In late 2009, a little more than a decade ago, I started this blog. It wasn’t my first time blogging, but it was my first sustained effort and I might have started it sooner if it hadn’t been for the difficulty of picking a suitable name. After far too much deliberation, someone close to me suggested “Beyond the times,” which I liked because it captured my interest in the media and in the future.
My subject, as I announced it to quite literally no one, was to cover “The Internet, Information, and the Public Sphere.”
I’ve written more than 350 posts over the intervening years, and a lot has changed since then. When I started, I was writing about the media from outside of it. But almost a year after launching the blog, I wrote a post about dating algorithms, in response to a piece on The Atlantic’s newly launched tech vertical. That led to some contributions to the section, which led to a job reporting on tech for a news startup, which led to jobs at HBR and now Quartz.
Since joining the media eight years ago, I’ve written less about it. I still have lots of opinions about media and journalism, of course. But my writing has focused on innovation and the economy, and today I’m renaming the blog to reflect that.
This blog’s name is now Nonrival, to reflect my current focus on economics and my continued interest in information and innovation.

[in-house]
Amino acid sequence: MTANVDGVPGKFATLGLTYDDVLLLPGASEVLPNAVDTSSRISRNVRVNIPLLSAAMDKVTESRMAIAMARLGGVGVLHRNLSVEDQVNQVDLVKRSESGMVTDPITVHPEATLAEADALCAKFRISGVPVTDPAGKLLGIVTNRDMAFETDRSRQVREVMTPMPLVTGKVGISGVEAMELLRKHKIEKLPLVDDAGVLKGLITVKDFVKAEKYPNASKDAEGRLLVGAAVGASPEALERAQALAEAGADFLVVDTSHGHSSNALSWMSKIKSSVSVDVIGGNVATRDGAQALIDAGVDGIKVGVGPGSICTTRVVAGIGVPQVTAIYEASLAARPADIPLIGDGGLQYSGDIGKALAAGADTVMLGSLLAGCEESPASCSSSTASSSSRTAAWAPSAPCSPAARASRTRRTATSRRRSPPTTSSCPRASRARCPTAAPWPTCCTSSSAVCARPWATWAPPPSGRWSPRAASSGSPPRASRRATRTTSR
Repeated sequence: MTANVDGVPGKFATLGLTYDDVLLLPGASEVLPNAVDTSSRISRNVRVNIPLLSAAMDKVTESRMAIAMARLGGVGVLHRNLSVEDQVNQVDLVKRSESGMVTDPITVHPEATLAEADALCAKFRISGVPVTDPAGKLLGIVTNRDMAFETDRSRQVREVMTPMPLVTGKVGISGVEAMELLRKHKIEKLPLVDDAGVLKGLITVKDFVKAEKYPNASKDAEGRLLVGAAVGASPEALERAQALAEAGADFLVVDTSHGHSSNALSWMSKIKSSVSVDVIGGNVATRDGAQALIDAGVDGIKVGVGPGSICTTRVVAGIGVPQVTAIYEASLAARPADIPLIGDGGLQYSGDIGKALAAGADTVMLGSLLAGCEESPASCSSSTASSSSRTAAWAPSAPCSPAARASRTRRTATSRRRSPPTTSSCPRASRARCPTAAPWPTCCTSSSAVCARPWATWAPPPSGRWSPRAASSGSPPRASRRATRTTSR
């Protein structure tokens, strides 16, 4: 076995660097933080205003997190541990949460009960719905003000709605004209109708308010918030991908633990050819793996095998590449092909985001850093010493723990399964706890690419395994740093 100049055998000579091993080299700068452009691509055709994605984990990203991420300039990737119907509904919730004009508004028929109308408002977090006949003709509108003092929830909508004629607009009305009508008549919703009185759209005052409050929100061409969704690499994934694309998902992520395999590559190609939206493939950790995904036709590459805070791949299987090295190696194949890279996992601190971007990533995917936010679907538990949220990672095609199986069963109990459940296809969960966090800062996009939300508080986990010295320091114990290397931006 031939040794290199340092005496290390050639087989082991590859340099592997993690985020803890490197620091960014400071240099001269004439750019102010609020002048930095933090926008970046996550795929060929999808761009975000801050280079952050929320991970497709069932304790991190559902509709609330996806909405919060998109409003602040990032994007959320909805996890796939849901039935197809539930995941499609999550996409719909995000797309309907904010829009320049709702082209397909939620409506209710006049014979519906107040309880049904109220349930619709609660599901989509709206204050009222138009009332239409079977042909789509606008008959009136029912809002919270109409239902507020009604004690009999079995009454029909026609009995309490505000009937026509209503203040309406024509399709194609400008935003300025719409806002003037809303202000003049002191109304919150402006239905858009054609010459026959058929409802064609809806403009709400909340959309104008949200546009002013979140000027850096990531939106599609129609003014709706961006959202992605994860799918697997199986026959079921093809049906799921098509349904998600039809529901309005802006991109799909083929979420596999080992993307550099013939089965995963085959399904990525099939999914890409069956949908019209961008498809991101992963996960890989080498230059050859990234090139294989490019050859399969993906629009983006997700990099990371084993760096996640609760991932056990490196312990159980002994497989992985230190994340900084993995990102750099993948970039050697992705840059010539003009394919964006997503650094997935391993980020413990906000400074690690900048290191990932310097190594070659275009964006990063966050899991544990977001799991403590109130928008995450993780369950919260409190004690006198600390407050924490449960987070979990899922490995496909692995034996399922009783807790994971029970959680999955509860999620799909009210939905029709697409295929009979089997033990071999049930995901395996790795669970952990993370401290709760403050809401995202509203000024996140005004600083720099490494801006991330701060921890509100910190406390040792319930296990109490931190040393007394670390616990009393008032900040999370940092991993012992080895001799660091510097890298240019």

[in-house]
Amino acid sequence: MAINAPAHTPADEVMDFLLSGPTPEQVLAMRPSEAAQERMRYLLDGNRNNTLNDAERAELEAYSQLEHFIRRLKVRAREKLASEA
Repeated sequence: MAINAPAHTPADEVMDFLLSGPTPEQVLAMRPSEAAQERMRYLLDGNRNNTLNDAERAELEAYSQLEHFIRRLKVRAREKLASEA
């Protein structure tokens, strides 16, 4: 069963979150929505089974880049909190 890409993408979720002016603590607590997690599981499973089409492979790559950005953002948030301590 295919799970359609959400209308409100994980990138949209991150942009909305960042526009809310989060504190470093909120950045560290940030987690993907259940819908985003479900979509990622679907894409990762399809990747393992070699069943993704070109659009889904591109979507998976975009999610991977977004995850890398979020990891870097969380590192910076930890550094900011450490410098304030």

Most economic goods are “rivalrous,” meaning if one person consumes them then another person can’t. If you and I have an apple, you can eat it or I can eat it or we can split it. We can’t both eat the whole apple. But nonrivalrous goods are different. If I share an idea with you, we both get to enjoy it. If you share it with someone else, it doesn’t take anything away from me. Digital goods are nonrival.* A Netflix episode is more like an idea than an apple. The new name captures my focus not just on the internet but its economic effects.
And to the extent that “nonrival” has any meaning colloquially, it’s one I like, too. One of the topics I blogged about most in the early days was collaboration, and “nonrival” gets at some of that spirit.
I’m hoping to add a Nonrival newsletter soon, too. You can sign up in advance here.
*OK, sure, not totally. Server space and various other physical goods that support digital ones may be rivalrous.